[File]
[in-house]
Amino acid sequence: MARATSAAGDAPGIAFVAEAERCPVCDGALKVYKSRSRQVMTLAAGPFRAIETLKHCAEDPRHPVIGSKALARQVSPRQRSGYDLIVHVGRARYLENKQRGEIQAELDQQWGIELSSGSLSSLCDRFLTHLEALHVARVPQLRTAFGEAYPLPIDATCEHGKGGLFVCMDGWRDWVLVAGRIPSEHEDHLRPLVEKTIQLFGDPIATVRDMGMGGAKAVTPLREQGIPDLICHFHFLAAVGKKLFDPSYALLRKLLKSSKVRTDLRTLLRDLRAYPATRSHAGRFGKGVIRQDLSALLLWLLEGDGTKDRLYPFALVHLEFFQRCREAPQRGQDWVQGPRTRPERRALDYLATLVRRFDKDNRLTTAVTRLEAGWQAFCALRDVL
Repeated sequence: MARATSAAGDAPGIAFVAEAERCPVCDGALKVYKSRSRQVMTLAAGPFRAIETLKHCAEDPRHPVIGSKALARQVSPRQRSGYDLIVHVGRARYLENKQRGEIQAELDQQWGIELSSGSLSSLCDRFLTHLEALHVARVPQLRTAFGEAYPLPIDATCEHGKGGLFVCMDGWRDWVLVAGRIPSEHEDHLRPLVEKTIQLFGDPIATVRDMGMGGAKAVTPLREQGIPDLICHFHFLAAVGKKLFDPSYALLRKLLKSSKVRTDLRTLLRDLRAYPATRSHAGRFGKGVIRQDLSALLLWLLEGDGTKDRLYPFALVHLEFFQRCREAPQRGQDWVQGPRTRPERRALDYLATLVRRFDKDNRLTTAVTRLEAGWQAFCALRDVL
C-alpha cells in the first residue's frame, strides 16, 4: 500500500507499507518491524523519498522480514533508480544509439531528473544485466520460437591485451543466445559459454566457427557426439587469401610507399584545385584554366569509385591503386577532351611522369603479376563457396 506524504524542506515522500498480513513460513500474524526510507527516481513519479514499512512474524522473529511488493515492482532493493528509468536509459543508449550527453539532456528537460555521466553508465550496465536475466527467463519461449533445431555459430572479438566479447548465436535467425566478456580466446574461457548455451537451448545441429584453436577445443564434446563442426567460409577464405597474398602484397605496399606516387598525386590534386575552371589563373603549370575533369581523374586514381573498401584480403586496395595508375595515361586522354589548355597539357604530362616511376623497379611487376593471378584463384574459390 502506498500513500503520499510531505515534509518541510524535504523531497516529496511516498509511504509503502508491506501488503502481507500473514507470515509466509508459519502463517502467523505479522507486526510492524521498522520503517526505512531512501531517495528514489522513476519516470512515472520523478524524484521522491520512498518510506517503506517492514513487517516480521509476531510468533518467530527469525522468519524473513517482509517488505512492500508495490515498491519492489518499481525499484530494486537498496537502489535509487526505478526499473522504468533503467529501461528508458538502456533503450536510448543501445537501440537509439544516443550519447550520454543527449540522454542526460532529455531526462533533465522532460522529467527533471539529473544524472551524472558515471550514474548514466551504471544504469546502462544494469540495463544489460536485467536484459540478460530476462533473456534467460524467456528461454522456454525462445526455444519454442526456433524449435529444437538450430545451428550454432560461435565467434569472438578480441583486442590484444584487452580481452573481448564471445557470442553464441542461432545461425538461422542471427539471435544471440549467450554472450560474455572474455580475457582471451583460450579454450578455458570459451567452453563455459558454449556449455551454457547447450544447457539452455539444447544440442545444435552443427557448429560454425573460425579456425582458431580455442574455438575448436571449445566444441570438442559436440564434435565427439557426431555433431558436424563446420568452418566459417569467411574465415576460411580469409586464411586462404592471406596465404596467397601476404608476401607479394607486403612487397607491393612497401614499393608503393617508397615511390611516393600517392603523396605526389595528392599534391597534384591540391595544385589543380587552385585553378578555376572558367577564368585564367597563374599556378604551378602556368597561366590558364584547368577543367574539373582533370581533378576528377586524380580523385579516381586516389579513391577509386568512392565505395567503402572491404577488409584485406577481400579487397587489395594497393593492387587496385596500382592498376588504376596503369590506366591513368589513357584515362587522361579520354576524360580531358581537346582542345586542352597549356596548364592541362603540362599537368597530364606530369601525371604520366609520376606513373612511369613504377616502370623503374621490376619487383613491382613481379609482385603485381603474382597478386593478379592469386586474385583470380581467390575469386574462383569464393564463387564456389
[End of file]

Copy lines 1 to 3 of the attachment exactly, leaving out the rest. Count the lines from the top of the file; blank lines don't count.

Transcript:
[in-house]
Amino acid sequence: MARATSAAGDAPGIAFVAEAERCPVCDGALKVYKSRSRQVMTLAAGPFRAIETLKHCAEDPRHPVIGSKALARQVSPRQRSGYDLIVHVGRARYLENKQRGEIQAELDQQWGIELSSGSLSSLCDRFLTHLEALHVARVPQLRTAFGEAYPLPIDATCEHGKGGLFVCMDGWRDWVLVAGRIPSEHEDHLRPLVEKTIQLFGDPIATVRDMGMGGAKAVTPLREQGIPDLICHFHFLAAVGKKLFDPSYALLRKLLKSSKVRTDLRTLLRDLRAYPATRSHAGRFGKGVIRQDLSALLLWLLEGDGTKDRLYPFALVHLEFFQRCREAPQRGQDWVQGPRTRPERRALDYLATLVRRFDKDNRLTTAVTRLEAGWQAFCALRDVL
Repeated sequence: MARATSAAGDAPGIAFVAEAERCPVCDGALKVYKSRSRQVMTLAAGPFRAIETLKHCAEDPRHPVIGSKALARQVSPRQRSGYDLIVHVGRARYLENKQRGEIQAELDQQWGIELSSGSLSSLCDRFLTHLEALHVARVPQLRTAFGEAYPLPIDATCEHGKGGLFVCMDGWRDWVLVAGRIPSEHEDHLRPLVEKTIQLFGDPIATVRDMGMGGAKAVTPLREQGIPDLICHFHFLAAVGKKLFDPSYALLRKLLKSSKVRTDLRTLLRDLRAYPATRSHAGRFGKGVIRQDLSALLLWLLEGDGTKDRLYPFALVHLEFFQRCREAPQRGQDWVQGPRTRPERRALDYLATLVRRFDKDNRLTTAVTRLEAGWQAFCALRDVL